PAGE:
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Could conventional cleaning products pose a health risk?

September 25th, 2012 Category: Office Cleaning

When we think of work-related illnesses, we tend to think of things like repetitive strain injury or maybe something more extreme like asbestos poisoning.

But even the most mundane aspects of your working environment could create health problems. For instance, traditional cleaning products are often filled with chemicals, and it's difficult to know if an employee could react badly to them.

The issue of potentially harmful substances being present in cleaning products that are routinely used in the home has just been flagged up by the Mirror.

Indeed, the newspaper has suggested that only those items that are made from natural ingredients should be used.

It's therefore probably a good idea to consider whether the same principle should apply in the workplace, as you don't want key members of staff suffering health problems because of chemical-based cleaners.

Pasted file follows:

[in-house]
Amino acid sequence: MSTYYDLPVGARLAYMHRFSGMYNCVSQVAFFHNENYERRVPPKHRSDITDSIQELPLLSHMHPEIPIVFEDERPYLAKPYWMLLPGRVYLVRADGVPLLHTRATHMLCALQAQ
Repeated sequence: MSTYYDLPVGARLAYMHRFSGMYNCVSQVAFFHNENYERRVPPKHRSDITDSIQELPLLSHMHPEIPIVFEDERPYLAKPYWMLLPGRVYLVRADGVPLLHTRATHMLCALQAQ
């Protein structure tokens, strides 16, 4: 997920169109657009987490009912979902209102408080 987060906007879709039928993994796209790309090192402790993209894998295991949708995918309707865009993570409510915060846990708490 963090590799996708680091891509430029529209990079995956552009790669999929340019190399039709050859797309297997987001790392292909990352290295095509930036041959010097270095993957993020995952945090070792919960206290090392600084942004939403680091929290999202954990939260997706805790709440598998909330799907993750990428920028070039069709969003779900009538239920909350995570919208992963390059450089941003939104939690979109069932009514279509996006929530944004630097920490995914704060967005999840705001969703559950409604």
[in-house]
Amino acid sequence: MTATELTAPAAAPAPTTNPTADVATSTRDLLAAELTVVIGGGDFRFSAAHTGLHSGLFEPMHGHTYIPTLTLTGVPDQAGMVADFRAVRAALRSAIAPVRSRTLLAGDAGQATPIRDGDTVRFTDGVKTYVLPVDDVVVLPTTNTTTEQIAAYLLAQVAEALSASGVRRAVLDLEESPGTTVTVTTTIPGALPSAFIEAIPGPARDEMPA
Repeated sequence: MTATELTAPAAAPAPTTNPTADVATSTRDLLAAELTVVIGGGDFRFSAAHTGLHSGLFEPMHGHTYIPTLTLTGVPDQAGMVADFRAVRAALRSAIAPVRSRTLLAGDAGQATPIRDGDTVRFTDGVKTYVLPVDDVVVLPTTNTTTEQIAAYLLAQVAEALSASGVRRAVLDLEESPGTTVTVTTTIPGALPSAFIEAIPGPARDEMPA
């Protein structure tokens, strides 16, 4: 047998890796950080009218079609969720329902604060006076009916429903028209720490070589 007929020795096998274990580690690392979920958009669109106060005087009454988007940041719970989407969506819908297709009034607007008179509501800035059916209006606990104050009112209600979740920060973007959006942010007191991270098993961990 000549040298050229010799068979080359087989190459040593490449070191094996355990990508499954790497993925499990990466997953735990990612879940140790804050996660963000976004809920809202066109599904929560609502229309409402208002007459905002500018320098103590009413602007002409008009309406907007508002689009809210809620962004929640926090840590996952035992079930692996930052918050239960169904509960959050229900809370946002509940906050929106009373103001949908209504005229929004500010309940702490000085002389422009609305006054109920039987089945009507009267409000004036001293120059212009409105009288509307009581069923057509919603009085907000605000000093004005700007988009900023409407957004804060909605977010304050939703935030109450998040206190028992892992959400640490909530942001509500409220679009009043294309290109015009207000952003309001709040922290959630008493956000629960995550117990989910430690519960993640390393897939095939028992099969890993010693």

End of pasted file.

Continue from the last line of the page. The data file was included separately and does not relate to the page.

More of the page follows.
Perhaps the easiest way to avoid this problem is to bring in office cleaners who are known to have a strong environmental focus.

Since they commit to using chemical-free products as part of a wider green agenda, employers can also be confident their staff won't be exposed to harmful toxins and allergens.

The Mirror noted that people in the UK now spend about 90 per cent of their lives indoors. This, it stated, means Britons need to be mindful of anything that could lead to illness or death in an enclosed space.

Readers were advised of a recent study by the University of California, which found a lack of adequate ventilation can lead to problems if cleaning products with toxic pollutants are used.

Air fresheners were also identified as a potential hazard by the Mirror. The publication cited recent comments from Professor Lynn Hildemann of Stanford University to back up this point, as she has noted they can "react with ozone in the air".

This can lead to formaldehyde being formed and "ultra-fine particles" collecting in a person's lungs.

It just goes to show that even those areas you can easily overlook can pose dangers and offer room for improvement.
 

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